In order to highlight the amazing local businesses in Florida’s 47th District, the Anna For Florida campaign has launched “47 Means Business,” an ongoing blog series to spotlight local business owners in Lake Eola, Downtown Orlando, Winter Park, and throughout the district.
Our blog digs deeper into local businesses by collaborating with business owners to showcase their success and to identify what the legislature can do to support them. Together, these profiles come together to create a larger picture of the amazing diversity and ingenuity of local business owners that Anna hopes to serve and represent in the Florida House.
This week, we’re proud to share the story of Will Walker of Will’s Pub, one of the district’s premium live music venues and community hubs. A steward of the arts and a community builder, Will has seen the the Pub grow and adapt alongside Orlando, while Will’s Pub has built meaningful connections over independent music and cold brews for over 20 years, making it a true district staple. A toast — to District 47!
Team Anna: What inspired you to start your small business?
Will Walker: My dads were both business owners. I owned a few different businesses before I was out of high school. It’s almost like I didn’t have a choice.
TA: What has changed since you first opened your doors and how has your business grown?
WW: I opened Will’s in 1995. Both Orlando and the Central Florida area have grown up and out. It’s become more cosmopolitan, but it’s lost some charm. We at Will’s have also grown up and out. We are way more focused on community than we were at the beginning, and we understand our place in community-making better than before.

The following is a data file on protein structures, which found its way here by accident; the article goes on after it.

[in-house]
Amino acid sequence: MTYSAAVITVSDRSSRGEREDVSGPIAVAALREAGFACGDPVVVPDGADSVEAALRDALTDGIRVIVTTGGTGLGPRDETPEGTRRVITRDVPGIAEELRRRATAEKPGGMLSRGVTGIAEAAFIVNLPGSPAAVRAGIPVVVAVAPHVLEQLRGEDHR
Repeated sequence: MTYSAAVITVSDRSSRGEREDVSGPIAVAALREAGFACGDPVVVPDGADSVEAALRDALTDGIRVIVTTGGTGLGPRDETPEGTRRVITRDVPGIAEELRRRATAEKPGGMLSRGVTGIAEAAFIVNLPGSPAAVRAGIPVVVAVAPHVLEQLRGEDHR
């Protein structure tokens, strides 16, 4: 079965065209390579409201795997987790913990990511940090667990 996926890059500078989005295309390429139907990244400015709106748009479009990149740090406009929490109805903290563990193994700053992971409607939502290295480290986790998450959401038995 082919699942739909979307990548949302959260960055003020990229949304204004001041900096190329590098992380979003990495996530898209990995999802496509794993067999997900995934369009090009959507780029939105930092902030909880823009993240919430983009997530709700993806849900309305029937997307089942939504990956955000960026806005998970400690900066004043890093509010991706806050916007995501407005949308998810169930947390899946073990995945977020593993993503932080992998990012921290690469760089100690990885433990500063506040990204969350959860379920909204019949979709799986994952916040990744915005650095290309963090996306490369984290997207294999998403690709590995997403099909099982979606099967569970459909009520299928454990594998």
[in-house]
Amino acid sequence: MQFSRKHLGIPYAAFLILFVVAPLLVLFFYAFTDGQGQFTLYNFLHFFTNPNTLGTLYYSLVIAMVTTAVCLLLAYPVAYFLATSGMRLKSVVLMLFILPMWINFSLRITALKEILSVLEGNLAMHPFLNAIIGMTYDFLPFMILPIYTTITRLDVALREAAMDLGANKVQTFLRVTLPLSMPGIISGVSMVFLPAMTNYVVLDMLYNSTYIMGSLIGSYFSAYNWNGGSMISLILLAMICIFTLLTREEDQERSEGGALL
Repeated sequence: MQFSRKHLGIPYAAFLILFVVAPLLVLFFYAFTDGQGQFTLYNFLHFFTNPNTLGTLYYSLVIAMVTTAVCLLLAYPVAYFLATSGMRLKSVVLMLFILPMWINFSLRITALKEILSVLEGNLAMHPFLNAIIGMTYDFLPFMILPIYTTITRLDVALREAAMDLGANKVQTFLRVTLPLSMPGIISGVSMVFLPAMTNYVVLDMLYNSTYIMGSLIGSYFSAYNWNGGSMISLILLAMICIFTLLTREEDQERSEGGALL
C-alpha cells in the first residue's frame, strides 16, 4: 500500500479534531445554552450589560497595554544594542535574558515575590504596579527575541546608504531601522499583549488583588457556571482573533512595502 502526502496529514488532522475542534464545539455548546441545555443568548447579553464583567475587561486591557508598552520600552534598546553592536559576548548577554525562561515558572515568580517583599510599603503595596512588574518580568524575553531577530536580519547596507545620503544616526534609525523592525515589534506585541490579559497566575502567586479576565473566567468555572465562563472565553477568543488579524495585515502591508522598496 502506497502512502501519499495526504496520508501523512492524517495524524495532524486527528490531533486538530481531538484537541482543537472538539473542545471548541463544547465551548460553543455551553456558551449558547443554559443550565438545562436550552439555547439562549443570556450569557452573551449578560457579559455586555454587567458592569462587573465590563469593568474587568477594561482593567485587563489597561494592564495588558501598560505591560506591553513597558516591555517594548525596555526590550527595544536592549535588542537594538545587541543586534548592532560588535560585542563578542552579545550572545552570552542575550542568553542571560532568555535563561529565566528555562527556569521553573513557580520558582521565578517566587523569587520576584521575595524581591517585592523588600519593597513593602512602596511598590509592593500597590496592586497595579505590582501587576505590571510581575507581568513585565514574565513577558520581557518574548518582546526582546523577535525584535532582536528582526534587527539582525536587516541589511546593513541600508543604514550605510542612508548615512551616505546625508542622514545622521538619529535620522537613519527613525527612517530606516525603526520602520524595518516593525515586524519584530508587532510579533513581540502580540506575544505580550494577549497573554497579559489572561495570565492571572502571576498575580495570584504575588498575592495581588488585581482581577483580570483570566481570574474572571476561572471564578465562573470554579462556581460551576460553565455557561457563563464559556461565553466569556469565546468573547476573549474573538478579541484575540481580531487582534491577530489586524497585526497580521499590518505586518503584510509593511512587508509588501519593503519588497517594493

TA: How does music unite a community?
WW: Live music obviously brings people together. Often times, total strangers are standing next to each other enjoying a show. There’s no cars in-between, no agenda other than observing music and the musicianship. People can connect and grow into communities based on similar tastes in music.
TA: What are some of your favorite aspects about your job?
WW: I enjoy the ability to create a fun time for people. I like to turn people onto new art and to facilitate people meeting each other.
TA: Describe a perfect day at work.
WW: Well, that’s tough. I guess, a solid night of music. Just the right amount of people communicating and having a good time.
TA: Why is it important to celebrate local, independent music?
WW: In my opinion, independent music is much like the nature of a small business. Even though it’s an artform, it still pays an artist’s bills. There’s a whole subculture–labels, studios, record stores, t-shirt printers–that thrives at a local level. That local music also nurtures a broader range of artistic expression because it isn’t held to restrictive corporate confines.
TA: Are there any current policy issues impacting your business? If so, how?
WW: I’d say there’s always going to be issues with government and business. Currently, most of my issues are at a city or more local level.
To keep up with the music community at Will’s, visit their site here for the latest in upcoming events.